Cheban made a beeline for the $1,000 cookie, which had been sitting in a plexiglass box, unattended and largely unnoticed for 20 minutes or so. He glided past me with the elegance and pride of someone who knew all 20 people in attendance were there for him, and uttered a low, familiar, deep yet nasal, “Wow,” upon viewing the pastry. Sofia described the cookie’s ingredients and presentation to him: a red velvet cookie filled with ruby chocolate ganache, topped with ruby chocolate, covered in 24 karat gold, decorated with ruby pink chocolate roses, a sculpted chocolate shoe and sitting on a bed of freshwater pearls atop a Baccarat crystal dish. He reacted with another “Wow.” Then he left through a back entrance and vanished into the night. It was 6:34 p.m.
A woman turned to tell me she met the Foodgod “like, 15 years ago” at an upscale restaurant in the Hamptons called 75 Main, “where everyone goes.” She added, “He doesn’t remember.”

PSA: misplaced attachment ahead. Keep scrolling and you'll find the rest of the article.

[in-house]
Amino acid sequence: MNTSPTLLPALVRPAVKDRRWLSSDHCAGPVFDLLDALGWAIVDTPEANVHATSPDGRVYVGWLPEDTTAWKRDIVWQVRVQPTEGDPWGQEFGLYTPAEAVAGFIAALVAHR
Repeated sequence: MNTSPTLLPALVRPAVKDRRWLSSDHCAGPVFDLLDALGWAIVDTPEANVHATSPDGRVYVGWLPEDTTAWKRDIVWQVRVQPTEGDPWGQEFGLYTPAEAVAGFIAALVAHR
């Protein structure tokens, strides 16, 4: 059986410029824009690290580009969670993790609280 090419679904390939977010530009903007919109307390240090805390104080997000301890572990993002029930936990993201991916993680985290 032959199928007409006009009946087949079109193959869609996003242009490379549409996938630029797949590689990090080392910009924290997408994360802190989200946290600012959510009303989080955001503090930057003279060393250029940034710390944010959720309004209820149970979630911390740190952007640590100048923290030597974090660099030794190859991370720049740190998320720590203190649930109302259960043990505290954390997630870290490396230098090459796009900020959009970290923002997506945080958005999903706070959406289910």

Rumors began to circulate that Cheban went to “freshen up” and would soon return to the floor to chat with fans and, ideally, sit on the pristine, plastic-y white throne that had been reserved for him the entirety of the evening and that he had yet to acknowledge.
Cheban never returned but photos of him at a Daily Mail party surfaced hours later. Around 6:45 p.m., Sofia’s dad began manning the bar, the steampunk bartenders all but a distant dream. He poured everyone a final glass, and we departed.
The next morning, I checked Cheban’s Instagram to find a much more animated Foodgod shouting about the $1,000 cookie, “the most expensive cookie in the world!!!!!!” over Sofia’s detailed description of her creation. He was more passionate and considerably louder than the man I saw for 20 minutes the night before. He confirmed to his 3 million followers—this was so Foodgod.
On the way out, Cheban passed me and I got a whiff of his scent. It was completely unidentifiable, the way I imagine boy bands and oil barons smell: a cologne that is present but not overwhelming and certainly too expensive for my nostrils to register. He smelled subtle, and rich, the opposite of a cookie covered in gold.